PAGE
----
Learning to Write: “Now Cut It in Half”

By Sherri Dalphonse

My most memorable lesson on writing: I was in a writing class, at Syracuse University, in which the professor asked us all to file a news story—let’s say it was 1,000 words. When we arrived at class, our articles in hand, the professor said—without looking at a single paper: “Now take what you’ve written and cut it in half—without losing a single fact.”

There were moans and gasps—how could we cut our stories by half without losing a thing? Back at my dorm-room desk, I crossed out most of the transitions, adjectives, and extraneous sentences until the word count hit 500.

At the next class, again the professor announced: “Now cut your piece in half again. Without losing a thing.” More consternation and hand-wringing. Is this what editors did to writers?

Out came almost all the remaining transitions and adverbs. So much for the (no doubt) flowery prose I had slaved over. I had to get to the point. And darned if the exercise didn’t pay off: What remained were just the facts, in a clear, concise bit of writing that forced me to use the strongest verbs and nouns.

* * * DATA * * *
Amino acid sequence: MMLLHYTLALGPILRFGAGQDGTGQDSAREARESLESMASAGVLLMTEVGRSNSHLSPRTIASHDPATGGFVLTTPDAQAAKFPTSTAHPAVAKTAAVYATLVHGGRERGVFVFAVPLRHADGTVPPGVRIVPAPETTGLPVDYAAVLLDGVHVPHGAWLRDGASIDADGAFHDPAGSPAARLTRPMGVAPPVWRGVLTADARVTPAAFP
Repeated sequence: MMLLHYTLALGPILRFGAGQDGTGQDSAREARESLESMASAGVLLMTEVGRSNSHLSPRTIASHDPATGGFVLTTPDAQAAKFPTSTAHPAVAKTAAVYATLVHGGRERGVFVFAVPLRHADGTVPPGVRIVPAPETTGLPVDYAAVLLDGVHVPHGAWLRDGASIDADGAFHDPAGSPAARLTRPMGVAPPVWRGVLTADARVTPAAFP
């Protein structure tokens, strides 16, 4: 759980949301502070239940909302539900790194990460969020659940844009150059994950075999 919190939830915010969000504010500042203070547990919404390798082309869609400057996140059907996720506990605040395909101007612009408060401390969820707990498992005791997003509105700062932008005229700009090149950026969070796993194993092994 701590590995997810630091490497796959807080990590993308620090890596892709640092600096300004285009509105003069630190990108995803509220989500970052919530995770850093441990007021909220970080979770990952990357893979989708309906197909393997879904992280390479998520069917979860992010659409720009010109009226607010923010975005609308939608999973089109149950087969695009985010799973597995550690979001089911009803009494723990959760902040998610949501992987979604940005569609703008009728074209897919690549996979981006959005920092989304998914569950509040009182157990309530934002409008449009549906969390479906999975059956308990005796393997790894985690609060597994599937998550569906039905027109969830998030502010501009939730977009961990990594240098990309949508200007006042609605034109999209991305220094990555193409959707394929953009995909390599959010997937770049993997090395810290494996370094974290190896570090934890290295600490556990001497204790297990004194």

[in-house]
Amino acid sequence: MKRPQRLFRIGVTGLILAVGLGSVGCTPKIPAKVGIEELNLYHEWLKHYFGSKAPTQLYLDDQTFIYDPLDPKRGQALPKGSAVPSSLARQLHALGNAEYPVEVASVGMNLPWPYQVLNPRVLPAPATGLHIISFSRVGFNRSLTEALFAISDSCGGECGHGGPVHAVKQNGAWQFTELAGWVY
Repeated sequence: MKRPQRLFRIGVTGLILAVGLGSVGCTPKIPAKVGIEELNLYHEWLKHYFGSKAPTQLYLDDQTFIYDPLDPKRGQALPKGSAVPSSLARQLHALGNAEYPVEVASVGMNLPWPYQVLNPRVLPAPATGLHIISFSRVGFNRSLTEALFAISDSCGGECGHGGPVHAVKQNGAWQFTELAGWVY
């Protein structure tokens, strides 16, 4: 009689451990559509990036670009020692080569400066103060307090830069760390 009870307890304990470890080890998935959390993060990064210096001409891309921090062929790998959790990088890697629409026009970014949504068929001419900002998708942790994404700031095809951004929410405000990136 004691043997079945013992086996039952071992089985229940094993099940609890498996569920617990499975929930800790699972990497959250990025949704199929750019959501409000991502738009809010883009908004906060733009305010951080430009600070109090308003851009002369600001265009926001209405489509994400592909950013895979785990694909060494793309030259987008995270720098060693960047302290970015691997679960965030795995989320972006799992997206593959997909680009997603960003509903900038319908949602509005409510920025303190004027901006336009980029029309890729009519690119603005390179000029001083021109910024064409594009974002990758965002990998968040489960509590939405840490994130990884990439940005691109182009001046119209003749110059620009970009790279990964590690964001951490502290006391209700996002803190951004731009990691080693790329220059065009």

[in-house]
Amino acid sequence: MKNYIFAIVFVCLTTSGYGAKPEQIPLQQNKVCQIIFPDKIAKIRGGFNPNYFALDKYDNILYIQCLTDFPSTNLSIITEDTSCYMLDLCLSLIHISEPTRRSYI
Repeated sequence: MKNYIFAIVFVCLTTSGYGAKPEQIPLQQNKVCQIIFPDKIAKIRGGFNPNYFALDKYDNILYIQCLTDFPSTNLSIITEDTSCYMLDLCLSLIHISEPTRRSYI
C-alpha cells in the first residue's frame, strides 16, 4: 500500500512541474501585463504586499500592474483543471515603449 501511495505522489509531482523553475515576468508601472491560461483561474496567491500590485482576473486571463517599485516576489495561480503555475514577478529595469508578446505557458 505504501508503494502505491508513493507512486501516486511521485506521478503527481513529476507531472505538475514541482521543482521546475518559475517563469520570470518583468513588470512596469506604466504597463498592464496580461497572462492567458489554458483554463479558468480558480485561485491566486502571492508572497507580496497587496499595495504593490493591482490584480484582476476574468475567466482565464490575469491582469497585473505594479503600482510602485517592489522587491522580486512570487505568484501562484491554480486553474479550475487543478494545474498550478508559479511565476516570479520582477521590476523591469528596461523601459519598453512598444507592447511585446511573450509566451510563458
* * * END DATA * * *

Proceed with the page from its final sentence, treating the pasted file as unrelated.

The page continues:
The exercise would serve me well, when I later had an editor who was not a fan of adverbs, adjectives, and transitions.

Sherri Dalphonse is a senior editor at The Washingtonian. She has won a Gold Medal in writing from the City and Regional Magazine Association for her article “Dustin and Me,” about the real-life Rain Man; she’s also won SPJ Dateline awards for articles on singer Eva Cassidy, on being stalked, and on traumatic brain injury.

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